Connect with us

World

Hong Kong tightens travel curbs to combat COVID-zero

Published

on

Residents and tourists returning from 16 countries are now considered “high-risk” due to the Delta outbreak

Hong Kong introduces tighter travel restrictions for incoming residents

Hong Kong appears to be caught between its COVID-zero policy and its strong desire to re-open after tightening travel restrictions for incoming travellers. 

The move comes less than two months after the easing of tough quarantine measures, as fears grow regarding a resurgence in COVID-19 cases from the Delta variant.

Travel curbs are tightened for residents returning from 16 countries including the United States, France and Spain.

Initially these countries were considered “medium-risk” but are now upgraded to the “high-risk” category following recent outbreaks, a government spokesperson says.

“The global COVID-19 epidemic situation is under serious threat from the Delta variant, with acute surges in the number of confirmed cases within a short period of time in many countries.”

“Despite large-scale vaccination programmes, many places are also experiencing resurgence of the virus, which poses enormous challenges to our local anti-epidemic efforts.”

The new restrictions, taking effect from midnight August 20, means vaccinated residents returning from those countries must spend 21 days in hotel quarantine upon arrival. 

The curb will also see unvaccinated residents and tourists denied entry into the region. 

“After considering a basket of factors, the Government … has imposed more stringent boarding, quarantine and testing requirements on relevant inbound travellers in order to uphold the local barrier against the importation of COVID-19,” a government spokesperson says.

Prior to the update in restrictions, arriving residents and tourists who are vaccinated, only had to isolate in hotel quarantine for one week. 

But the seven-day isolation period wasn’t enough for a returning resident from the United States who tested positive for the virus after completing their week-stay in quarantine. 

“The Government will continue to closely monitor the epidemic situation of various places and adopt a risk-based approach,” a government spokesperson says.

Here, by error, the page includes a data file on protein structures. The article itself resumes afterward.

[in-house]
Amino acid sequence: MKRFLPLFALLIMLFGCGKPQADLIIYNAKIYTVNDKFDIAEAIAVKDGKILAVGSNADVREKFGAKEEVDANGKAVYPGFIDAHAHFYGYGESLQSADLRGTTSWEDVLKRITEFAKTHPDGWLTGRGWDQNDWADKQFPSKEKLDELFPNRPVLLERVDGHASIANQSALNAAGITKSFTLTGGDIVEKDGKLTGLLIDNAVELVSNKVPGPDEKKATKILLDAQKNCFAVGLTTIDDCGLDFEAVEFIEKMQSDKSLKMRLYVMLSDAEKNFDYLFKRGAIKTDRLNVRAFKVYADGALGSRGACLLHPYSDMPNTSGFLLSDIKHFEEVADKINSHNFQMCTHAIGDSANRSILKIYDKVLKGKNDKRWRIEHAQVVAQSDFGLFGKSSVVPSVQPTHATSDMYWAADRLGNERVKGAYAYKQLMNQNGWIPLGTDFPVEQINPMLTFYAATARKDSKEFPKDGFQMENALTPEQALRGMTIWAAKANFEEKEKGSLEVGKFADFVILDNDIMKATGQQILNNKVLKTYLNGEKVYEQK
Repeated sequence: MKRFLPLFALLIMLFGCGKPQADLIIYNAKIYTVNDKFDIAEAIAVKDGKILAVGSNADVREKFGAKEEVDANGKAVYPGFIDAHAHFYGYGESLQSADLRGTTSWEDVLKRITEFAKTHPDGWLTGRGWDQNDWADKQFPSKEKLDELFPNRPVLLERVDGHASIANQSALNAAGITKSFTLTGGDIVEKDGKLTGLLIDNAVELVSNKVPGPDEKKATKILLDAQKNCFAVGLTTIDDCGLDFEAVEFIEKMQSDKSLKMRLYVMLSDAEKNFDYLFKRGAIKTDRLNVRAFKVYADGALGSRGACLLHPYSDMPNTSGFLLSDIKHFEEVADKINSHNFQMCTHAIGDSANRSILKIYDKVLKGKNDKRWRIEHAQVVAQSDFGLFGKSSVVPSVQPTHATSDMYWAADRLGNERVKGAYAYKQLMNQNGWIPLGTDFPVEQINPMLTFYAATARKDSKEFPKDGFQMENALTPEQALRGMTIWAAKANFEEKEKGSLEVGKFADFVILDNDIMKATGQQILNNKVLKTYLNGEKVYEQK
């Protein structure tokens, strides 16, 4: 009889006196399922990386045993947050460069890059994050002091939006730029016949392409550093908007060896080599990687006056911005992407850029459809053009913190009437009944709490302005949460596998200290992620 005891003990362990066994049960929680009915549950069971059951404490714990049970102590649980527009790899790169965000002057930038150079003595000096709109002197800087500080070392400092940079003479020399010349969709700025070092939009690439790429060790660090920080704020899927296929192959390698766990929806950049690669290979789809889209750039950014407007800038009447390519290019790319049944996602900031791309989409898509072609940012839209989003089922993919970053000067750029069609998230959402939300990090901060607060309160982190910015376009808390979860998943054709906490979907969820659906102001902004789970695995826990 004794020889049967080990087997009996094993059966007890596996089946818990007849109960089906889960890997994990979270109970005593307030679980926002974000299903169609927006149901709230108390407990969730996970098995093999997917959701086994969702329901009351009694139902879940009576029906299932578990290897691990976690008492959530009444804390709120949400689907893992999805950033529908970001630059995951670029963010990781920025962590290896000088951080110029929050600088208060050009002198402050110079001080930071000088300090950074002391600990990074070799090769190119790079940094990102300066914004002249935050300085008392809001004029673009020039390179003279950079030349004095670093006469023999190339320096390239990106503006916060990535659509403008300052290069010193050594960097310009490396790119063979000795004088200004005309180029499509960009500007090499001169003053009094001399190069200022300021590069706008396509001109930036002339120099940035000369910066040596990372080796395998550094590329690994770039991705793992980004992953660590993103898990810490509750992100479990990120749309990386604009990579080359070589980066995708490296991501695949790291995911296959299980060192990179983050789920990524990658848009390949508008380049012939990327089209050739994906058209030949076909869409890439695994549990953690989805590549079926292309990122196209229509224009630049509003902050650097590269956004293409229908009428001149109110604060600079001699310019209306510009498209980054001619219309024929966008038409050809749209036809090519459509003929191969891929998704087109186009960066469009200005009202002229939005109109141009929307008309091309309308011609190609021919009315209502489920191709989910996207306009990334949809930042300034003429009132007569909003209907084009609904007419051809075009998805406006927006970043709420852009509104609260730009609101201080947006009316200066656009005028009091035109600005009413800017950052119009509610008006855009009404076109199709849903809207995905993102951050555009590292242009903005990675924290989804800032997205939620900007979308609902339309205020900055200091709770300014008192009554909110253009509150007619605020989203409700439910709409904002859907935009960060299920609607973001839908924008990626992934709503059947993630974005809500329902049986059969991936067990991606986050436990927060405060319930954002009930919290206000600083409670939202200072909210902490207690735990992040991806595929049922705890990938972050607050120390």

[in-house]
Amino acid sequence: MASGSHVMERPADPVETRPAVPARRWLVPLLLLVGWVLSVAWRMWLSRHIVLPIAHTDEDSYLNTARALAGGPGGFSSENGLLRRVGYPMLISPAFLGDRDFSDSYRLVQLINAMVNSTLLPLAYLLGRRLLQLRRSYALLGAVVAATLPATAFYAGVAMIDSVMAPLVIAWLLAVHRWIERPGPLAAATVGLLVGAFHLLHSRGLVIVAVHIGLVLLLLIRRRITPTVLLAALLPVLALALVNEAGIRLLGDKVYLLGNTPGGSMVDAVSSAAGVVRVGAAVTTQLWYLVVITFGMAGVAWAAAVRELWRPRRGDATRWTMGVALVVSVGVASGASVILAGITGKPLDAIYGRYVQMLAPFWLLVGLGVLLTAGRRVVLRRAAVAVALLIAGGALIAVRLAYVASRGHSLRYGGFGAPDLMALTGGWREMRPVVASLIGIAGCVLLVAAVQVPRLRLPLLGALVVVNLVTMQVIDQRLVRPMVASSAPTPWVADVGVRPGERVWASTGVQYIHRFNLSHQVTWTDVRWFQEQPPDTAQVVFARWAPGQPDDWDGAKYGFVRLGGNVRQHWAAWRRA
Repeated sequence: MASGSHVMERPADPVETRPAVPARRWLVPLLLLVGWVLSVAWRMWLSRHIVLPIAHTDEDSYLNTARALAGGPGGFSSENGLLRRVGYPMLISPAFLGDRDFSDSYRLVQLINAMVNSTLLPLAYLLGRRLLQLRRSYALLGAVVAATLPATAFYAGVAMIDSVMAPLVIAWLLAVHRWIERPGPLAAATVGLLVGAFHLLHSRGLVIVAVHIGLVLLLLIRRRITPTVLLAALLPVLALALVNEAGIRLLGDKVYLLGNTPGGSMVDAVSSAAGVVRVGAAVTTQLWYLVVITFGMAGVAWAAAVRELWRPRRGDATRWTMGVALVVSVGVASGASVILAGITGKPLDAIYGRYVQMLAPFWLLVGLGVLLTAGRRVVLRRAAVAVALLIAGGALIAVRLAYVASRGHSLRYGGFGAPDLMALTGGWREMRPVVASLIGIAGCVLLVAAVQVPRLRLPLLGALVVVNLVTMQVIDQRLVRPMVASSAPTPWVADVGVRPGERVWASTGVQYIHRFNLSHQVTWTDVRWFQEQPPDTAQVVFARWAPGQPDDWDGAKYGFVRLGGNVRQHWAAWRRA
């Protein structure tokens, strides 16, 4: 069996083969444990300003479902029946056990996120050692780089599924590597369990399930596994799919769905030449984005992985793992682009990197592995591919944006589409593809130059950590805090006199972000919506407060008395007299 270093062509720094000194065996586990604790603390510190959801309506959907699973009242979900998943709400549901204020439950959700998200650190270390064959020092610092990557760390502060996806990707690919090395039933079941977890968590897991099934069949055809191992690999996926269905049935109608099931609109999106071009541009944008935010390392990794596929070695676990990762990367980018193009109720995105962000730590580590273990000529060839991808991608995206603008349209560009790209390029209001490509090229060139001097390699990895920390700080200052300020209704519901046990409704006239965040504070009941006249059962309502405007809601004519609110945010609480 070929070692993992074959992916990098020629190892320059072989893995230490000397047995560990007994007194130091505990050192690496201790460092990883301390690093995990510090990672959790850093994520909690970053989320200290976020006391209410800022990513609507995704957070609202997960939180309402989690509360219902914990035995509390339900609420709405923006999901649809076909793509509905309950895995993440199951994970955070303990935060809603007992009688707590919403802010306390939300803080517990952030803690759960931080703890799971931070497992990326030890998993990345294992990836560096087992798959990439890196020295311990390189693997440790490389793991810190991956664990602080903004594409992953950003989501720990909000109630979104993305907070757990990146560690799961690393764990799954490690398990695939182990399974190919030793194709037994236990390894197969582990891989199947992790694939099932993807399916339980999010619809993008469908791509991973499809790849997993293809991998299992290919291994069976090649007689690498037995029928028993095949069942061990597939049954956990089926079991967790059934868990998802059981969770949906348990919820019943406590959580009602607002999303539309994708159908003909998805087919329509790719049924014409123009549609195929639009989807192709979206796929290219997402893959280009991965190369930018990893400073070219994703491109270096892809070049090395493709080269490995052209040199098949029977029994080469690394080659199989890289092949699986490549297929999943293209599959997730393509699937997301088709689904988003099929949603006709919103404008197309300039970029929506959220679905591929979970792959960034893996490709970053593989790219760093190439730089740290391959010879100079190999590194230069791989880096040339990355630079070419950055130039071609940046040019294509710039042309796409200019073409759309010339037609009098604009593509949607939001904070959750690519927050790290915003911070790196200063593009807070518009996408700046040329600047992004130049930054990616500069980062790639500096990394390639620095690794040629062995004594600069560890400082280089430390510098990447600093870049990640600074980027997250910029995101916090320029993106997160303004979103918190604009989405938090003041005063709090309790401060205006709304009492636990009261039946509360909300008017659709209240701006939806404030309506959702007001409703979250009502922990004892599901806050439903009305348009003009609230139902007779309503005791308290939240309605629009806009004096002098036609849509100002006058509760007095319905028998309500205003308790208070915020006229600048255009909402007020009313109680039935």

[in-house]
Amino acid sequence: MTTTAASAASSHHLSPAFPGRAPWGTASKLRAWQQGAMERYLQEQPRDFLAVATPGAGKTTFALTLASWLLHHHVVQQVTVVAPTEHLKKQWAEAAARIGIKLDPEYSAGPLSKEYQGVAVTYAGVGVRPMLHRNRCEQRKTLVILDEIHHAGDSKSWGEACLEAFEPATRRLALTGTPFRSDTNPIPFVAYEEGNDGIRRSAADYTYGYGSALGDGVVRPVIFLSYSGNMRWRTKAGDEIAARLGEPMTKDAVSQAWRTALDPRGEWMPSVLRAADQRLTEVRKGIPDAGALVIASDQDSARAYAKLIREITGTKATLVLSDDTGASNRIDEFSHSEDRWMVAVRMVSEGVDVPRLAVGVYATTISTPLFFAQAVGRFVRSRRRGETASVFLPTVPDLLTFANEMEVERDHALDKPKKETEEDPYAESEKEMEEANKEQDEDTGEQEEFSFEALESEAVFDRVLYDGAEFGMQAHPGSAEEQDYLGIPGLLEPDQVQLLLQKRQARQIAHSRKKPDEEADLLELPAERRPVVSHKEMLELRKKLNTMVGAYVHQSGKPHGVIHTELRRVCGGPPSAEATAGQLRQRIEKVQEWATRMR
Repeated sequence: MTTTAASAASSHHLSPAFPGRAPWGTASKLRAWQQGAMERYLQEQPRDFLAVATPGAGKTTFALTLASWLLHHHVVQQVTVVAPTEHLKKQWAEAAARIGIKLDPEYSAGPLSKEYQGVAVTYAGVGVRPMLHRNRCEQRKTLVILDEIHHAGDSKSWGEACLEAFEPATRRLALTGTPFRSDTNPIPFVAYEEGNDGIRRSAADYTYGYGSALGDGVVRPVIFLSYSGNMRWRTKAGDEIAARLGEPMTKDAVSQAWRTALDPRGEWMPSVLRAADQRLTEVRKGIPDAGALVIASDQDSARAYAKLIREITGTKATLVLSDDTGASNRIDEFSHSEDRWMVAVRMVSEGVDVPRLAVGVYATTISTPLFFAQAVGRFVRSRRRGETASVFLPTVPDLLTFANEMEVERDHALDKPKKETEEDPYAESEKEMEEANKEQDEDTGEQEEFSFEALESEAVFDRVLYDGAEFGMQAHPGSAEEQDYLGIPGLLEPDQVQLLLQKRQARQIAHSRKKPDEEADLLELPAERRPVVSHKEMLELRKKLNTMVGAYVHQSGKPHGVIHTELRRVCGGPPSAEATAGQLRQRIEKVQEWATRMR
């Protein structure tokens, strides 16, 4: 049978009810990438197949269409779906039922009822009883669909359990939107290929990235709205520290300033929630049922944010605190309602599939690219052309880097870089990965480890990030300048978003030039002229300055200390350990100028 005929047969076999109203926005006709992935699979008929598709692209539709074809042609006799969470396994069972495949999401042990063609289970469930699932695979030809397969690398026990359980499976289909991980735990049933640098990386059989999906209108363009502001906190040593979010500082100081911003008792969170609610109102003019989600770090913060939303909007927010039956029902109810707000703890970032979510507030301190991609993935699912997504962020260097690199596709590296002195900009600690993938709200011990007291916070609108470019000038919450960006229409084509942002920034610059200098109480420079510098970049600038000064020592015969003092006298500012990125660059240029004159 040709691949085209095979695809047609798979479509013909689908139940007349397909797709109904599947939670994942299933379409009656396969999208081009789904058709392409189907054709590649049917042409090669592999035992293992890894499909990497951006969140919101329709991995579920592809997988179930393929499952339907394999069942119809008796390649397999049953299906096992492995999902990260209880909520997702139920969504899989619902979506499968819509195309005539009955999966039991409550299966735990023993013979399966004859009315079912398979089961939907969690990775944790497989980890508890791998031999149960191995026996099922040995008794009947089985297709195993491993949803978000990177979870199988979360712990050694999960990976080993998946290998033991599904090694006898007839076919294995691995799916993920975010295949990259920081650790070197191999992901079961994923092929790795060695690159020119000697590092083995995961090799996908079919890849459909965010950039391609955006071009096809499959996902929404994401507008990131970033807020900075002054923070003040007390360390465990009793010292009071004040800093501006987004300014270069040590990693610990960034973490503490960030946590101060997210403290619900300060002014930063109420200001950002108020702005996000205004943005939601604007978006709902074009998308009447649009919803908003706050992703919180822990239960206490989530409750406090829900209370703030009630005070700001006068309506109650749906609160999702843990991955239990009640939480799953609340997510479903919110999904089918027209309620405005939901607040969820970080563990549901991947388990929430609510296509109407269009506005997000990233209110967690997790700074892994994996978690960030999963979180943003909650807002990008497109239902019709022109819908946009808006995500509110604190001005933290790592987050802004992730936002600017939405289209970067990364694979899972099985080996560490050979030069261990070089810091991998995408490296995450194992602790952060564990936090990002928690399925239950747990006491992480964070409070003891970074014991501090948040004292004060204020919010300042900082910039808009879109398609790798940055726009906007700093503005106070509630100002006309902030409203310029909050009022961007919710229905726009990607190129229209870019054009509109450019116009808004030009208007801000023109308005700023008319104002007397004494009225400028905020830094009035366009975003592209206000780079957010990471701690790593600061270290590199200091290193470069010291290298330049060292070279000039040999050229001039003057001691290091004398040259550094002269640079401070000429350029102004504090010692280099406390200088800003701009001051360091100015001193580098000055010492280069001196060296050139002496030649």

“[We will] adjust the boarding, quarantine and testing requirements for persons arriving at Hong Kong from relevant places based on the risk levels as the situation warrants.”

Written by Rebecca Borg

World

Why are Chinese protesters holding up blank pieces of paper?

Published

on

Anti-lockdown protests continue in China, as the nation records its highest day of coronavirus cases

Blank sheets of paper speak a thousand words in China, as protesters seek to evade censorship or arrest.

Hundreds have gathered at top universities across the country in defiance of Beijing’s Covid-zero strategy.

Infections continue to hit record highs, with nearly 40,000 new reported cases on Sunday.

Chinese President Xi Jinping maintains a policy of controlling the spread of the coronavirus through strict lockdown measures.

According to Chinese officials, the idea is to keep cases to their lowest possible in the shortest period of time.

Beijing believes the strategy has led to one of the “most successful” Covid-19 responses in the world.

However, Human Rights Watch has described the measures as “draconian”.

The advocacy group believes the measures have “significantly impeded” people’s access to health care, food, and other necessities.

Why are the protests happening now?

The latest round of protests follow an apartment fire in Urumqi, the capital of the Xinjiang region, which left 10 people dead on Thursday.

Hana Young is the Deputy Regional Director at Amnesty International, who said the fire has inspired remarkable bravery.

“It is virtually impossible for people in China to protest peacefully without facing harassment and prosecution.”

“Peaceful protesters are holding blank pieces of paper, chanting slogans, and engaging in many forms of creative dissent.”

HANA YOUNG, AMNESTY INTERNATIOnAL